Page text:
Do Women Need to Be More Careful When Traveling Solo? What About Men?

“And men. Men should be banned because sometimes they hit on me when I really want to read (This is less frequent since I crossed the 50 Rubicon but it still happens.) and their sense of entitlement takes all the oxygen.”

This was the comment posted by reader Flyer Mama, in this article I wrote pertaining to whether or not children should be banned from the premium class cabin.

Are men becoming more like “pigs” lately — or has this always been the case with solo female travelers?

When I met Kendra Collins of Points & Pixie Dust for the first time last week at the BAcon conference in Las Vegas, I mentioned to her how I felt bad that she had what she called one of the worst travel days she had experienced in a long time. She then told me about creepy guys who blocked her path multiple times; followed her down the street; and sit next to her in a restaurant where she was sitting by herself — and that was before I read her article.

Kendra sports an unusually wild and funky kind of hairstyle. If I recall correctly, she also told me about this one “creep” who touched her hair.

Meanwhile — approximately halfway into her walk to a restaurant in Las Vegas where she wanted to have breakfast — Keri Anderson of Heels First Travel was hesitant to complete her solo trek because of some “homeless men and drunk guys.” She turned around and settled on taking out breakfast from a fast food restaurant.

I decided to peruse the Women Travelers forum on FlyerTalk. Here are some discussions which have been launched this year:

 

As with racism pertaining to people of Asian ethnicity, this is all foreign to me. I would never even think of approaching a woman to blatantly “hit” on her. In fact, I am rather shy; and am staunchly protective of my personal space.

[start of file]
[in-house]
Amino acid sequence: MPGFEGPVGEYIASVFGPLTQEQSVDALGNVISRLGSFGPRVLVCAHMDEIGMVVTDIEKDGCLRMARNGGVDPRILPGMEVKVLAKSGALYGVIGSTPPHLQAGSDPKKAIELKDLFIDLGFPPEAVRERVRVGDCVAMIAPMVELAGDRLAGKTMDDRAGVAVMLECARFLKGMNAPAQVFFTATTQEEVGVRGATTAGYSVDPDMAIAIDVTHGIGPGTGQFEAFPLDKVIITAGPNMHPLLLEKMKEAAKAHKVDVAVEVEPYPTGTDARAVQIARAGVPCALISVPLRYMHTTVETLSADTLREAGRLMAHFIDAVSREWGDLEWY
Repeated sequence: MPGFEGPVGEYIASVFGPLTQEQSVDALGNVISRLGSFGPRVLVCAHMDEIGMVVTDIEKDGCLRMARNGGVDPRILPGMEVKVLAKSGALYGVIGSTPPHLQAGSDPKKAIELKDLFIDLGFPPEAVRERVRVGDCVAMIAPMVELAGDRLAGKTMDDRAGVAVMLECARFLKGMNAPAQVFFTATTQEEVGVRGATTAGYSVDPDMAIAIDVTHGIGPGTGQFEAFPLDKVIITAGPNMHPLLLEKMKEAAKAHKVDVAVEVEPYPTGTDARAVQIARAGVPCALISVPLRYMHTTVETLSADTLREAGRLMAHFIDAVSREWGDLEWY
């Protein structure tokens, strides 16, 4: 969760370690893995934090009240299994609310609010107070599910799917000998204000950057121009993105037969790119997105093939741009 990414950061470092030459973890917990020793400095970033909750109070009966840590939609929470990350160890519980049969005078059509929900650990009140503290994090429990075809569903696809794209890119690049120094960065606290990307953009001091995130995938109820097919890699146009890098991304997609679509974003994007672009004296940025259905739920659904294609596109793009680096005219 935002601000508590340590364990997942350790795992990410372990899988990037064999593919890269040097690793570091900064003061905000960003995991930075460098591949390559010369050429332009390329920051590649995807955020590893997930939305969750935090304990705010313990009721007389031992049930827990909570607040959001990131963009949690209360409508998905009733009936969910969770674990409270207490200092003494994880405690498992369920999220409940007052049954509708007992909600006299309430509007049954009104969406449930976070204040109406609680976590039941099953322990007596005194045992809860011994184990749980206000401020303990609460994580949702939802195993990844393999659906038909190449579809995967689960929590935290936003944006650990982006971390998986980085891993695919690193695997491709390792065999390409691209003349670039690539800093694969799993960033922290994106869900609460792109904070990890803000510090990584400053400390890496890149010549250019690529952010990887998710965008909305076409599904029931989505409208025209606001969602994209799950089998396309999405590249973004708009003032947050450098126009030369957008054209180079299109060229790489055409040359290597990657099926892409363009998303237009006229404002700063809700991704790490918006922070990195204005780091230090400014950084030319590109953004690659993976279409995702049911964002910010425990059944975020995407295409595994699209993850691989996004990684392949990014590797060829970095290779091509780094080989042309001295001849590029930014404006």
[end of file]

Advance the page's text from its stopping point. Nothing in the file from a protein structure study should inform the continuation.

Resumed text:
I have never ascribed to the term “weaker sex” for women; but it also saddens me to see story after story of women having to watch out for creepy guys…

…but men also have to watch out as well when traveling. Fortunately, this has never happened to me; but there have been stories of attractive women who entice men — some of whom “think with one head instead of the other”, which usually can get them into trouble — and lure them into situations where it is too late to extricate themselves. One of many examples is the scams in China involving “tea ceremonies” or “see my art work.”

It is really a shame that travelers have to watch out for creepy people who are bent on disrupting our enjoyment for their personal gain at our expense; but I was born and raised in Brooklyn — and what I have learned is the following:

  • Always be aware of your surroundings, which will allow you to detect any suspicious activity that much sooner
  • Have at least one exit or an “out” in mind at all times should anything go awry
  • Keep your valuables in a place where it is difficult for a perpetrator to access — such as the front pocket of your pants or slacks
  • If and when absolutely necessary, have a “weapon” handy — such as having your keys stick out between your fingers when clenched as a fist
  • Try to be as inconspicuous as possible and not call any undue attention to yourself — for example, I wear jeans, a polo shirt or T-shirt, and sneakers to simply blend in with the crowd
  • Do not foolishly venture into suspect places or neighborhoods — especially when you do not have to venture into them
  • Ignore “creeps” and other people who attempt to invade your privacy or personal space — even an adverse reaction still calls attention to them, which they crave

 

Even with the best of efforts, it can sometimes be impossible to avoid an uncomfortable or dangerous situation — but you can employ the measures listed above to significantly reduce them from happening to you.

By no means is the list above considered to be exhaustive — and that is where you come in. What do you do to avoid “creeps” from accosting you and to keep yourself from being vulnerable to uncomfortable — and potentially dangerous — situations?

2 thoughts on “Do Women Need to Be More Careful When Traveling Solo? What About Men?”

  1. Wendy says:

    I normally do alot of walking in cities that I’m visiting. So I try to talk to a foot patrol or bicycle patrol police officer. I ask them if there are any areas near my hotel where I shouldn’t be walking even in a group. Unfortunately, this doesn’t work when in a foreign non English-speaking country.

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